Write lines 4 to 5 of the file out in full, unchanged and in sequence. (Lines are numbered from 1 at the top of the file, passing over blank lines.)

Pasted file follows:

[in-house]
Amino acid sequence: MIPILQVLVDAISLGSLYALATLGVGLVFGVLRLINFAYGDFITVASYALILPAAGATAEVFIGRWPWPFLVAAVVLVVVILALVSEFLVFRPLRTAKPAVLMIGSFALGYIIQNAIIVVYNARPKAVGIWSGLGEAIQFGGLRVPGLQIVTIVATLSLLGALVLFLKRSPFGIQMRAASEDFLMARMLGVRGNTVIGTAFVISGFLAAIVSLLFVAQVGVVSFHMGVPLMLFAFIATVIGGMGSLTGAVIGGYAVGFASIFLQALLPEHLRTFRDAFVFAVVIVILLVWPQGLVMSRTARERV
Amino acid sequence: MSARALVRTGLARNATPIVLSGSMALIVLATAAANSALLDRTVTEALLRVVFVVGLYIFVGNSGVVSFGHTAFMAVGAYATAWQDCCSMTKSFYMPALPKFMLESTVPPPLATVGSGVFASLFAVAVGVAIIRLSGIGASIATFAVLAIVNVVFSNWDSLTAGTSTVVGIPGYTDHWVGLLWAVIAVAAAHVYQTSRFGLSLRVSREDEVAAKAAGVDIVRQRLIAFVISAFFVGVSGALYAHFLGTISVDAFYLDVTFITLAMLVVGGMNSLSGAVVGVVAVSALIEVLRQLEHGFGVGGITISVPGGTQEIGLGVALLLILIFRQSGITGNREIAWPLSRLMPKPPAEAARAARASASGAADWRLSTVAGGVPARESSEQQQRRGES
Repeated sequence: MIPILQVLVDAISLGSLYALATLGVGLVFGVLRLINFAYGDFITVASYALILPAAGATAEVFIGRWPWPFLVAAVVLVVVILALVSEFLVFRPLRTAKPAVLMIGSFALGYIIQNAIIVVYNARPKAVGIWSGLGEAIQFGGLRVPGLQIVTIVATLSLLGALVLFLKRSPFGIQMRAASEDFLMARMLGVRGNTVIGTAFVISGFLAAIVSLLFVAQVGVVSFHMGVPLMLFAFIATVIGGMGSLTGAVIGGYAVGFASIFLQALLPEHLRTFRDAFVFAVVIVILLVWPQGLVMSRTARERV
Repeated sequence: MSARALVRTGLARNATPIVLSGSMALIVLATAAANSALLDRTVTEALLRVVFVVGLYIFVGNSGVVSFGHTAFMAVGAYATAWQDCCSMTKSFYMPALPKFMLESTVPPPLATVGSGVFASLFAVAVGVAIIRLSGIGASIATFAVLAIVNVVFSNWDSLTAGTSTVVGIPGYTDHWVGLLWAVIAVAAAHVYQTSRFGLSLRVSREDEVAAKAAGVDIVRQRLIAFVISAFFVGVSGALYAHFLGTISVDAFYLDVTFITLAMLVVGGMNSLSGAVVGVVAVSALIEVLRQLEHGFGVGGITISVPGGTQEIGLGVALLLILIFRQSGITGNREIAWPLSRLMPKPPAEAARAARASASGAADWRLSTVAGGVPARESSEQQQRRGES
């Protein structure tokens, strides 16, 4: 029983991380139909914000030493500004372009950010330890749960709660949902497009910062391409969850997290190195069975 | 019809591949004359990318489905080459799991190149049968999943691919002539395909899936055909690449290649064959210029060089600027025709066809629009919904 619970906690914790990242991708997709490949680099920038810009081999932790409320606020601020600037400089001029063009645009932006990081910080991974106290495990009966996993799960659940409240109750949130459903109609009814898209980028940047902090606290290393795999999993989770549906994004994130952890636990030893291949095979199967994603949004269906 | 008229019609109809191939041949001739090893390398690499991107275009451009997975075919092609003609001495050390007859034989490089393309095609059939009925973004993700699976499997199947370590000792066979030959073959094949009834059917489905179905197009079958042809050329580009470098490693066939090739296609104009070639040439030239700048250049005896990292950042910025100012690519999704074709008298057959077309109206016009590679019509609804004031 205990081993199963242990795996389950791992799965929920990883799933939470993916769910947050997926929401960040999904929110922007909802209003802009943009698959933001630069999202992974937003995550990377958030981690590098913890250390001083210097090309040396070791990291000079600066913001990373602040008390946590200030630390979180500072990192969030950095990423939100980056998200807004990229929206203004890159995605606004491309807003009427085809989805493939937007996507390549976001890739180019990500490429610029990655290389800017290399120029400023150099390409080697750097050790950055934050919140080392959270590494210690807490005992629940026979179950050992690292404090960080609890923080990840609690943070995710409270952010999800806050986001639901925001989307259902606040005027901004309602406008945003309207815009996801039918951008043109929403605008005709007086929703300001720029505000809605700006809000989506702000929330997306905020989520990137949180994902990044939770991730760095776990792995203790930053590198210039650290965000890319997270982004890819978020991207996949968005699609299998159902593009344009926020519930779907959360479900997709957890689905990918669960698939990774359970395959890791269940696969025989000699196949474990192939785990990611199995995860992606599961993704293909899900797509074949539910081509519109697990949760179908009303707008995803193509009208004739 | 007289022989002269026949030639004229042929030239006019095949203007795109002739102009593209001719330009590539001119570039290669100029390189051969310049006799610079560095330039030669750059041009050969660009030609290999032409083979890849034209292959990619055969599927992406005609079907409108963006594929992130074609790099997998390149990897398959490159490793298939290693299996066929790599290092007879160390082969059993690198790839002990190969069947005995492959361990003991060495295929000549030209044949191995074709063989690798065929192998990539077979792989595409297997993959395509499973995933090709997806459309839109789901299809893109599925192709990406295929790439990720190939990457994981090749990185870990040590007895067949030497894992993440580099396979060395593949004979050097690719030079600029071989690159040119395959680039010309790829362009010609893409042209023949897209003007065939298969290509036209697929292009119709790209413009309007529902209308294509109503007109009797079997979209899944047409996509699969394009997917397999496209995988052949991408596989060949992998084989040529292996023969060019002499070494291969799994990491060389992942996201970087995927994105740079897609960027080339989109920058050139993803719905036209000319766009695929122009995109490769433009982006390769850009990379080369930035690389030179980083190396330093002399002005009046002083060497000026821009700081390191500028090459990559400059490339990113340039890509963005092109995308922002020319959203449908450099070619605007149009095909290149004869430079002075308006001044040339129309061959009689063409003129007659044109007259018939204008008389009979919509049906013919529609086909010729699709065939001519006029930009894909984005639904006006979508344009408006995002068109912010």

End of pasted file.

Repeated sequence: MIPILQVLVDAISLGSLYALATLGVGLVFGVLRLINFAYGDFITVASYALILPAAGATAEVFIGRWPWPFLVAAVVLVVVILALVSEFLVFRPLRTAKPAVLMIGSFALGYIIQNAIIVVYNARPKAVGIWSGLGEAIQFGGLRVPGLQIVTIVATLSLLGALVLFLKRSPFGIQMRAASEDFLMARMLGVRGNTVIGTAFVISGFLAAIVSLLFVAQVGVVSFHMGVPLMLFAFIATVIGGMGSLTGAVIGGYAVGFASIFLQALLPEHLRTFRDAFVFAVVIVILLVWPQGLVMSRTARERV
Repeated sequence: MSARALVRTGLARNATPIVLSGSMALIVLATAAANSALLDRTVTEALLRVVFVVGLYIFVGNSGVVSFGHTAFMAVGAYATAWQDCCSMTKSFYMPALPKFMLESTVPPPLATVGSGVFASLFAVAVGVAIIRLSGIGASIATFAVLAIVNVVFSNWDSLTAGTSTVVGIPGYTDHWVGLLWAVIAVAAAHVYQTSRFGLSLRVSREDEVAAKAAGVDIVRQRLIAFVISAFFVGVSGALYAHFLGTISVDAFYLDVTFITLAMLVVGGMNSLSGAVVGVVAVSALIEVLRQLEHGFGVGGITISVPGGTQEIGLGVALLLILIFRQSGITGNREIAWPLSRLMPKPPAEAARAARASASGAADWRLSTVAGGVPARESSEQQQRRGES